Sirota Illustrates the Folly of Populism

by Brien Jackson

I had a feeling I was going to see this chart at Open Left sooner or later:

On the issue at hand here, trade, I’m rather ambivalent. I’m pretty much a “free trader,” but at the same time I’d like to use our economic position to leverage our trading partners into improving their labor, environmental, and quality control standards. We’ve certainly been to lax with China in this regard. So take that for what it’s worth.

On the other hand, this graph really should, once and for all, demolish the idea that the populace is all that in tune with political issues, or has some inherent wisdom at gauging these things. Indeed, it proves thatthe movement among the masses is largely based on raw emotion. You see, for example, that when the economy was roaring in the mid and late 1990’s, free trade was extremely popular. And that makes sense; it meant cheap goods made in other countries, and let you buy a lot more stuff to clutter up your house. And with things moving a long at an historically good pace, no one was really worried about much of anything. But when the economy starts to come down, so do people’s opinion of trade. Now people are losing their job, and blaming “outsourcing,” which means more people are worried about outsourcing, on top of just being more stressed out in general. This makes trade a much more unappealing notion, and increases protectionist sentiment.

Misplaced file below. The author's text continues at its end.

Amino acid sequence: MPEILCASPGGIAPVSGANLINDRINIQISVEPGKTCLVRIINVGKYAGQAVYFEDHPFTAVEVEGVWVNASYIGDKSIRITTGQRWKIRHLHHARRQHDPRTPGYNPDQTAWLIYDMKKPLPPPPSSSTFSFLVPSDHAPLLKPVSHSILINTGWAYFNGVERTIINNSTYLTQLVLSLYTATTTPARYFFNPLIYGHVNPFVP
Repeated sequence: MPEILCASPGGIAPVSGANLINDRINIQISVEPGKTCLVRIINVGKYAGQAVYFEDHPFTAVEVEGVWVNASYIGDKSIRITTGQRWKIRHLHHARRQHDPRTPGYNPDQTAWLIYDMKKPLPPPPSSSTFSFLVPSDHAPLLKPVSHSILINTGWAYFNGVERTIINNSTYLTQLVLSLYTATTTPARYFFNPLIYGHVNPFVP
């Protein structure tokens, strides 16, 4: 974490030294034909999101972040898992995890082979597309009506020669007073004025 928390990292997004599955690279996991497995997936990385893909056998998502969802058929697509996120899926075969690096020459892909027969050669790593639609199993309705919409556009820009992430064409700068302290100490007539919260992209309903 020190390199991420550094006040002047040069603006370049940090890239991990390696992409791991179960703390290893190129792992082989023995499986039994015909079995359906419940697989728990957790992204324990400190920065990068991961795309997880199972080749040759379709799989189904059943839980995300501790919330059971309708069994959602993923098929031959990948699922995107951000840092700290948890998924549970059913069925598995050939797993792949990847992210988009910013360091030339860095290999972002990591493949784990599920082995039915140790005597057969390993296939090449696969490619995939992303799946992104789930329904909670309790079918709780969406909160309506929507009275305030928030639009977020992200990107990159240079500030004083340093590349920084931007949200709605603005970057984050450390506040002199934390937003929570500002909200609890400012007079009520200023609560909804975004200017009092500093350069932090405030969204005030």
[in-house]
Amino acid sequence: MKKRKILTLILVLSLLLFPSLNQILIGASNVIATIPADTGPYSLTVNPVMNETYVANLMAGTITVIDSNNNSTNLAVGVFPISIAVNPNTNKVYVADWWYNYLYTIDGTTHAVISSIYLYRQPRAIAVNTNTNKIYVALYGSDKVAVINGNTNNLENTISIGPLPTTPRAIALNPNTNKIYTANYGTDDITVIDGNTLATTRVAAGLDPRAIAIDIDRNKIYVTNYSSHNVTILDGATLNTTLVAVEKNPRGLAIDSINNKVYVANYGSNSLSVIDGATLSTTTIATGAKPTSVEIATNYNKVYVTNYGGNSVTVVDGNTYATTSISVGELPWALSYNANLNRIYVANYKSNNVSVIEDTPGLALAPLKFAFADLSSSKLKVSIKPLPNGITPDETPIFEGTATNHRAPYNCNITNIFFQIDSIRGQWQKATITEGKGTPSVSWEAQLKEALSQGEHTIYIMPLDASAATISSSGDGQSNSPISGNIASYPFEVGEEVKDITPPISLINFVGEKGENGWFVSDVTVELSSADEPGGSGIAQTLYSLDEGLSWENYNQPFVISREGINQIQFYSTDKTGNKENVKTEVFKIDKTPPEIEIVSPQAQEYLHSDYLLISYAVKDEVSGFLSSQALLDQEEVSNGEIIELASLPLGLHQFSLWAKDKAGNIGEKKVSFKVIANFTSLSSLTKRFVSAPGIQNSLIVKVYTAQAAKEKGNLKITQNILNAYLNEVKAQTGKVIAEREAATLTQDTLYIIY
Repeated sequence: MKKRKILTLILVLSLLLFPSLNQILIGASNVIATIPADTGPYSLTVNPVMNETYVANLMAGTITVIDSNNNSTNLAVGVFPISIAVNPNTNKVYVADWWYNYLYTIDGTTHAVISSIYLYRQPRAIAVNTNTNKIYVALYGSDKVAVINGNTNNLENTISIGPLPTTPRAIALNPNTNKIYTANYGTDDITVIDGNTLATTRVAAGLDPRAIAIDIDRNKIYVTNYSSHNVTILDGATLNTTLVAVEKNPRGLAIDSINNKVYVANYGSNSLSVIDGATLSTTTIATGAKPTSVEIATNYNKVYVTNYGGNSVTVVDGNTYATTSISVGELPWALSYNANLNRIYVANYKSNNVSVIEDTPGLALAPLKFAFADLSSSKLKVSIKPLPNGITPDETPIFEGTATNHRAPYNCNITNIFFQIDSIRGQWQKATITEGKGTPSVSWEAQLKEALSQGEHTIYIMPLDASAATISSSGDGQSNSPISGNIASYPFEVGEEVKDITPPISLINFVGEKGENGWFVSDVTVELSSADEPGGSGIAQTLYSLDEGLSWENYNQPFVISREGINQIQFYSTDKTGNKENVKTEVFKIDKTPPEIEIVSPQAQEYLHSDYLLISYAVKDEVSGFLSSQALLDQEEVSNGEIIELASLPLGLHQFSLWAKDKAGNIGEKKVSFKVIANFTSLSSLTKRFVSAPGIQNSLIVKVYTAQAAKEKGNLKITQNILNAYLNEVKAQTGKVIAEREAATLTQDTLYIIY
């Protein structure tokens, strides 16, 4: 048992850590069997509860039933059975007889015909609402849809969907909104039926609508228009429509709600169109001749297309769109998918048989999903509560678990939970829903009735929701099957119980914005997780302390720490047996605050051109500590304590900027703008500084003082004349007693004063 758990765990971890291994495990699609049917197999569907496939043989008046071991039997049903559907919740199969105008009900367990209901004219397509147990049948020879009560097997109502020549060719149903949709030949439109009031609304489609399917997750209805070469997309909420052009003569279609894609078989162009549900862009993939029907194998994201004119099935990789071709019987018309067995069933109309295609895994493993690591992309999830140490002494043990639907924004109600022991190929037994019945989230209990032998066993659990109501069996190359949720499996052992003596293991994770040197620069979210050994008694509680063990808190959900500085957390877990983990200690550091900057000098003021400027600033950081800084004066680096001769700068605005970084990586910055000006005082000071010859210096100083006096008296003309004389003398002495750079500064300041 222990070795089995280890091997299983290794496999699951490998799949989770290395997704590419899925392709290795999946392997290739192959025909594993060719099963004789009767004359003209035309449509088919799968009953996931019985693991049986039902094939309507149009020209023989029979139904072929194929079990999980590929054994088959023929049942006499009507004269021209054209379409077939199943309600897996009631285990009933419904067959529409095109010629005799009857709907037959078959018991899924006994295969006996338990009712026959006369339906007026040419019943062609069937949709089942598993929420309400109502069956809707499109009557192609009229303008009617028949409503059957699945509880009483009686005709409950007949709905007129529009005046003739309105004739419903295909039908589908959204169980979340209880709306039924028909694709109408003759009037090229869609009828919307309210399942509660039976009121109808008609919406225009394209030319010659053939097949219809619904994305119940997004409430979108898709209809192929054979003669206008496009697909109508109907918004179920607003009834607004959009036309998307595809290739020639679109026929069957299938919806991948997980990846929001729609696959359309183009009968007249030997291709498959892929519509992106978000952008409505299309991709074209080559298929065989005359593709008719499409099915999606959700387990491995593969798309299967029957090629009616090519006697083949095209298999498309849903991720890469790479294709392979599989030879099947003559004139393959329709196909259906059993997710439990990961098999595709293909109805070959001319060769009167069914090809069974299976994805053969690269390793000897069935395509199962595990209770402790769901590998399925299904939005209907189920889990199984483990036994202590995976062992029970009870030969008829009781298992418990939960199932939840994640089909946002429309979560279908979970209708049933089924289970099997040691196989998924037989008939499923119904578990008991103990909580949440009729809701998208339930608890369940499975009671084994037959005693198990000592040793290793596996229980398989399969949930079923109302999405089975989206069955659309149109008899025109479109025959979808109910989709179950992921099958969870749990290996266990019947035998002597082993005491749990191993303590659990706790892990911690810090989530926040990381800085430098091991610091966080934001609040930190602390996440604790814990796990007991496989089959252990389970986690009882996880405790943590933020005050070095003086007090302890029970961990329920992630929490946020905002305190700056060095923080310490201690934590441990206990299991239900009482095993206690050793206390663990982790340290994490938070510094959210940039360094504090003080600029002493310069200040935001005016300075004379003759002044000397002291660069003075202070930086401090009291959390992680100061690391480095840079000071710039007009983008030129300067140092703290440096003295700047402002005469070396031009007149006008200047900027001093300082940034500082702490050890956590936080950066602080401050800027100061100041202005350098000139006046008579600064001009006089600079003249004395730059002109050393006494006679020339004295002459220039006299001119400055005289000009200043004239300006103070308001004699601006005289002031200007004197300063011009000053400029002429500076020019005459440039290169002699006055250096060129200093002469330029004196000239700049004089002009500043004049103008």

And without passing judgment on which side of the question is right, this is highly irrational behavior. And irrational behavior is a bad bet to hitch your fortunes to. It can be harnessed in the short term if you wish, but once the worm turns, what are yoy going to do? What is Sirota going to do when the economy recovers and “trade” is overwhelmingly popular again? Not only can he not cite populist opinion anymore, he can’t justify his own position once he’s accepted the notion that that is the basis of wisdom.

Technorati Tags: , ,

Tags: , ,